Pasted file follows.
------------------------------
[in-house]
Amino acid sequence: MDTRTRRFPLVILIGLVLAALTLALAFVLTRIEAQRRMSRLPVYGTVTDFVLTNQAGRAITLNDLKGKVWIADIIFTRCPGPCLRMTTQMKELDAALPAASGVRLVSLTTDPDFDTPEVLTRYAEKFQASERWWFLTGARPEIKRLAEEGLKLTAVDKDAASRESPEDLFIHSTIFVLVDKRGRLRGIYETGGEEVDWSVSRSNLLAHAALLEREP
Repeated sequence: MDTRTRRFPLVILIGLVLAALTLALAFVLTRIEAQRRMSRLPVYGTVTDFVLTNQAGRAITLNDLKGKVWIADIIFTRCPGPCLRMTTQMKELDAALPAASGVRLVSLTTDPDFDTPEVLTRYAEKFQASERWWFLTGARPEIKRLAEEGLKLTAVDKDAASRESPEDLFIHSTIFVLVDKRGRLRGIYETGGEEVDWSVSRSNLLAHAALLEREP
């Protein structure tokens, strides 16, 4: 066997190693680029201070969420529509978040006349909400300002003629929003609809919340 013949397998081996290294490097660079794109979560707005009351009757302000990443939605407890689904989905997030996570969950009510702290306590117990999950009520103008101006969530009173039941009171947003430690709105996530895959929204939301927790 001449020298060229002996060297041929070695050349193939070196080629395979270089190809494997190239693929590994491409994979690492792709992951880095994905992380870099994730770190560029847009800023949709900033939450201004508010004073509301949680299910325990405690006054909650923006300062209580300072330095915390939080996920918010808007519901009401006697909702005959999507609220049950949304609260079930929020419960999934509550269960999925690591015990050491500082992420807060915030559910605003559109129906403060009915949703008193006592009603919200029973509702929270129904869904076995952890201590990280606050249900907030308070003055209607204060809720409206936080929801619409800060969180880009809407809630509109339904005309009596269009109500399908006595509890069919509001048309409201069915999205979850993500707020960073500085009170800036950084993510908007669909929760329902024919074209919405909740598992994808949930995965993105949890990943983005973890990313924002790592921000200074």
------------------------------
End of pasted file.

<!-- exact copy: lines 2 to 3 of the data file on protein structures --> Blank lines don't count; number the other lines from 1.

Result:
Amino acid sequence: MDTRTRRFPLVILIGLVLAALTLALAFVLTRIEAQRRMSRLPVYGTVTDFVLTNQAGRAITLNDLKGKVWIADIIFTRCPGPCLRMTTQMKELDAALPAASGVRLVSLTTDPDFDTPEVLTRYAEKFQASERWWFLTGARPEIKRLAEEGLKLTAVDKDAASRESPEDLFIHSTIFVLVDKRGRLRGIYETGGEEVDWSVSRSNLLAHAALLEREP
Repeated sequence: MDTRTRRFPLVILIGLVLAALTLALAFVLTRIEAQRRMSRLPVYGTVTDFVLTNQAGRAITLNDLKGKVWIADIIFTRCPGPCLRMTTQMKELDAALPAASGVRLVSLTTDPDFDTPEVLTRYAEKFQASERWWFLTGARPEIKRLAEEGLKLTAVDKDAASRESPEDLFIHSTIFVLVDKRGRLRGIYETGGEEVDWSVSRSNLLAHAALLEREP